Neighborhood kids put on a three-ring show
By Christina Davis
Photos by Leslie Caraballo/NYCNews Service
Teresa Kochis, right, helps Dimitra Martin on the trapeze.
Ten-year-old Dimitra Martin hangs in the air, her ankles secured by the rope of a trapeze. She drops down, grabs the trapeze bar, and swings out smiling into the crowd.
As Dimitra flips down, Chaneyah Adams, also 10, begins to run on the top of an enormous red ball, called the spinning globe. Later, she hops on a unicycle, riding across the stage. Surrounding the girls are cowboys, baseball players, zombies, ghosts, and skeletons.
The circus has come to Hunts Point.
The performers are part of an after-school program called Cirque du Monde at The Point, This spring, the children performed for a crowd of excited mothers, grandmothers, great-grandmothers, and friends.
The students meet twice a week in a small theater at The Point, the community center on Garrison Avenue, to learn the circus arts they proudly displayed.
Cirque du Monde is an outreach program of Cirque du Soleil, a French-Canadian troupe known for acrobatic circus acts using only human performers. Each year it allocates one percent of its revenues to youth outreach programs.
During a recent lesson, with her instructors carefully watching, Dimitra, a thin girl with gentle gestures, climbs back onto the trapeze bar. She is learning how to hang upside down with her legs folded on top of her. As Dimitra struggles to maintain her balance, her instructor, Teresa Kochis, patiently waits while she attempts the difficult move once more. Eventually, Kochis helps her by jumping onto the bar and gracefully demonstrating the acrobatic move herself.
Kochis is a willowy young woman who began her circus career in Atlanta, Georgia. She moved to New York and attended New York University’s Gallatin School of Independent study, graduating with a degree in visual arts and aerial dance.
She and her fellow instructor, Ben Johnson, have their hands full.
Excited students dash about, moving between pieces of equipment. Kochis pulls down another trapeze from the theater’s ceiling and carefully helps two students practice. Beside her, Johnson is teaching two more students a trick involving throwing and catching a series of large tin cups.
Dodging the crashing cups is 9-year-old Jordan Remouns. He has chosen to work with “the diabolos,” or the Chinese Yo-Yo. He moves an hourglass-shaped device quickly across long string, bouncing in time with the music playing in the theater.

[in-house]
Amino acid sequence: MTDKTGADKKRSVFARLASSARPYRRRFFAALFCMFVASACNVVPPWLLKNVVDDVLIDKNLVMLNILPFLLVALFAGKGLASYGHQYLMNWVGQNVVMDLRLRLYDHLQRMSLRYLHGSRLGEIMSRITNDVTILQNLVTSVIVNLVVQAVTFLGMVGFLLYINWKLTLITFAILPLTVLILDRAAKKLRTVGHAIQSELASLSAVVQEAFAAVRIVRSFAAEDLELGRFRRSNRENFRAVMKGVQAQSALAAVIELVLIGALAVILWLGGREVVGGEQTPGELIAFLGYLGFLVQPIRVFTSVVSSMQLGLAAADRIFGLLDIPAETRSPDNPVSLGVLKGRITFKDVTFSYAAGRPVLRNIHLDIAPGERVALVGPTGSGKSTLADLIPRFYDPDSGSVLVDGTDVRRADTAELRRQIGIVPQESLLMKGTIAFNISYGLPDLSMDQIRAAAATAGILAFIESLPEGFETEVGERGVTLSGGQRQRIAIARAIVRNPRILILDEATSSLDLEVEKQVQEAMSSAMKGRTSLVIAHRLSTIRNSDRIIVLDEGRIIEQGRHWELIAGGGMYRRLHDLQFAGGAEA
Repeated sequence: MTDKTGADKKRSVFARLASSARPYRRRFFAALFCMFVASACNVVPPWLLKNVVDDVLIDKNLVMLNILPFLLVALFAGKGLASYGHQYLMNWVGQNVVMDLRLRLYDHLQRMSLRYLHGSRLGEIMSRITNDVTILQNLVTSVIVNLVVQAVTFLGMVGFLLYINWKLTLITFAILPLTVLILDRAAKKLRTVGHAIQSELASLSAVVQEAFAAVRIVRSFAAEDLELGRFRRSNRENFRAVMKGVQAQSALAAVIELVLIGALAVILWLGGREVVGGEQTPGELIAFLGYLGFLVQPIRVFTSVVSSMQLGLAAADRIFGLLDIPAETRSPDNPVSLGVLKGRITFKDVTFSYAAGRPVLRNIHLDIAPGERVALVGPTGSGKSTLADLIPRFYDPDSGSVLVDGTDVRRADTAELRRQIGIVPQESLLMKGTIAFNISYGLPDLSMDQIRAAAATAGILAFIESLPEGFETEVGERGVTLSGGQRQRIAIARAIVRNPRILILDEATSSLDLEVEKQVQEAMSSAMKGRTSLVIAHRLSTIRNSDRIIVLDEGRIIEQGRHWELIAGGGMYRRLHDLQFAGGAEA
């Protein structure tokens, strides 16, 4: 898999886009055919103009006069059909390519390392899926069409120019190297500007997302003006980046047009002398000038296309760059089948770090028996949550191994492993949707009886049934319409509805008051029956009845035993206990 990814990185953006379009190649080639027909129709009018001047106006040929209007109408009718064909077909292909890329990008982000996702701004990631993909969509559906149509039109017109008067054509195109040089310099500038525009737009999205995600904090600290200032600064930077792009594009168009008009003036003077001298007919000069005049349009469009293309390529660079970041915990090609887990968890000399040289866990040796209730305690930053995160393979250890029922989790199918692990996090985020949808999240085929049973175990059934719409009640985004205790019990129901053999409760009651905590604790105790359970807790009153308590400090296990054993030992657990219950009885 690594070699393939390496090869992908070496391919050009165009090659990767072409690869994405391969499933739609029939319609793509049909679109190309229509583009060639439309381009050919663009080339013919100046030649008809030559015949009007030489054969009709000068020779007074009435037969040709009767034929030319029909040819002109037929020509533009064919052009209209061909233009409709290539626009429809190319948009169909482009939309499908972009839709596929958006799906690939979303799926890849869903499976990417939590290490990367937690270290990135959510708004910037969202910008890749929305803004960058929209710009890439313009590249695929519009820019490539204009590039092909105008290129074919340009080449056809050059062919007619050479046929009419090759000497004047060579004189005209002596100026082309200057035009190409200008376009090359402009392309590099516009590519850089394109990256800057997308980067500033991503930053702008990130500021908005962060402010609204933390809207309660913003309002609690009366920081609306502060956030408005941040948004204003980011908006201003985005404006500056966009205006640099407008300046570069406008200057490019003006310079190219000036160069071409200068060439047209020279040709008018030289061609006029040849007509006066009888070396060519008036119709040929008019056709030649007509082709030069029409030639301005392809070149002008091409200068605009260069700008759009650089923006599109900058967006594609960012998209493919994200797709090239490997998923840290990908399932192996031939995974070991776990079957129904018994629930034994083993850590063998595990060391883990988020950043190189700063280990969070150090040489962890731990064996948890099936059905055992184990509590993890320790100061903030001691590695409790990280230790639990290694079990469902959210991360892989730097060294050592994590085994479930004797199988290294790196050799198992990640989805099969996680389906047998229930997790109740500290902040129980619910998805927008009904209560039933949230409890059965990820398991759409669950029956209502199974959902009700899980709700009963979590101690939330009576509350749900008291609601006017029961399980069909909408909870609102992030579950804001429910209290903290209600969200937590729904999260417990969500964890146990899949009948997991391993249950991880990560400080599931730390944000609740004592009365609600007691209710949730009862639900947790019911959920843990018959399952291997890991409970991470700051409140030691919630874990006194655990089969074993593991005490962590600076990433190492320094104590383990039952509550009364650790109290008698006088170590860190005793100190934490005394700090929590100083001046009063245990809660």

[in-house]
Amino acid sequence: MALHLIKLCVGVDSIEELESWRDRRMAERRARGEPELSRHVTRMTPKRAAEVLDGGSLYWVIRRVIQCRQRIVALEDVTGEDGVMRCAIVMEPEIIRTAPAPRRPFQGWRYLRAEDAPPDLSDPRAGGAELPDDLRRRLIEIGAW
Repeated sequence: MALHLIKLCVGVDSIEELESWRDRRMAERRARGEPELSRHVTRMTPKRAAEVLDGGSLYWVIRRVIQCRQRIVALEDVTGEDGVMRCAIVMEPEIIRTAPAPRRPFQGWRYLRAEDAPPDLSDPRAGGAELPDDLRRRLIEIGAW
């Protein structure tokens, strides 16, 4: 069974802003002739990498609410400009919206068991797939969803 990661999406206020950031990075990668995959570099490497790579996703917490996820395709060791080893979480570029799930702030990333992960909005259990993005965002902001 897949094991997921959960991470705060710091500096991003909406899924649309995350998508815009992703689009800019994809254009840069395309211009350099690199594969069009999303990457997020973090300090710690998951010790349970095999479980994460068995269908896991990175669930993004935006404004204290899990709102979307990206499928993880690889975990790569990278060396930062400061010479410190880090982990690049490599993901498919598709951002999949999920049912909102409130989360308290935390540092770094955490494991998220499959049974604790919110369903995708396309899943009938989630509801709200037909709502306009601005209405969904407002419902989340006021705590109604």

On the rare occasion when he drops the diabolo, he doesn’t lose the beat of the music, taking the opportunity to use the string as a jump rope.
When Jordan is not practicing the diabolos, he loves doing flips onto one of the large, plush mats. Asked what he liked about the performance, he replied, “It was fun when were jumping off the trampolines!”
Lena Smith, 9, disagreed. “I’m scared of flips,” she said. A small, quiet girl who hopes to start a newspaper for her friends some day, she prefers the rolling board. In a test of balance, she must stand on a wooden plank that is balancing on top of a ball.
As she recalled performing for an audience, she said at first she “thought it was kinda scary, because I was nervous,” but then she says she got excited when she saw all the people watching her.
Each student offered a different reason for joining the Cirque du Monde class. “It all started in the second grade, recalled Ruben Flores, a soft-spoken boy with thick curly hair. “We thought we were going to a real circus!”
But Ruben liked the class, so he stayed. The spring review was his fifth Cirque du Monde performance. This time he played a stilt-walking zombie moving to Michael Jackson’s “Thriller.”
Teresa Kochis and Ben Johnson eventually call out “30 seconds!” signaling the end of class. The circus team must surrender their theater to a graduation.
But no one listens. Children continue to toss tin cups, roll around on the protective mats laid out on the floor, and play with each apparatus they can squeeze in.
Several more increasingly insistent calls finally corral the students, as they reluctantly peel themselves off their last piece of equipment to meet for a group huddle.
Though Teresa Kochis loves working with younger children, she would also like to boost the participation in the teen circus program. She says that experience with circus arts provides children and teens with “opportunities to develop life skills,” such as hard work and patience. She believes those skills will translate into employment opportunities for teens.
Kochis also hopes that the teen program will someday be able to partner with street theater groups. Through their performances, she wants students to be able to communicate about issues in the neighborhood.
Cirque du Monde has enjoyed the enthusiastic support of The Point, because the program “is about the kids, it’s about supporting them in their youth,” said Kochis.
Like many non-profit groups, Cirque du Monde sometimes has trouble finding funding. It must continue to search for financial partners, because it is welcoming a growing number of new and returning students.
As the ever effervescent Chaneyah Adams, puts it, “It’s mad fun!”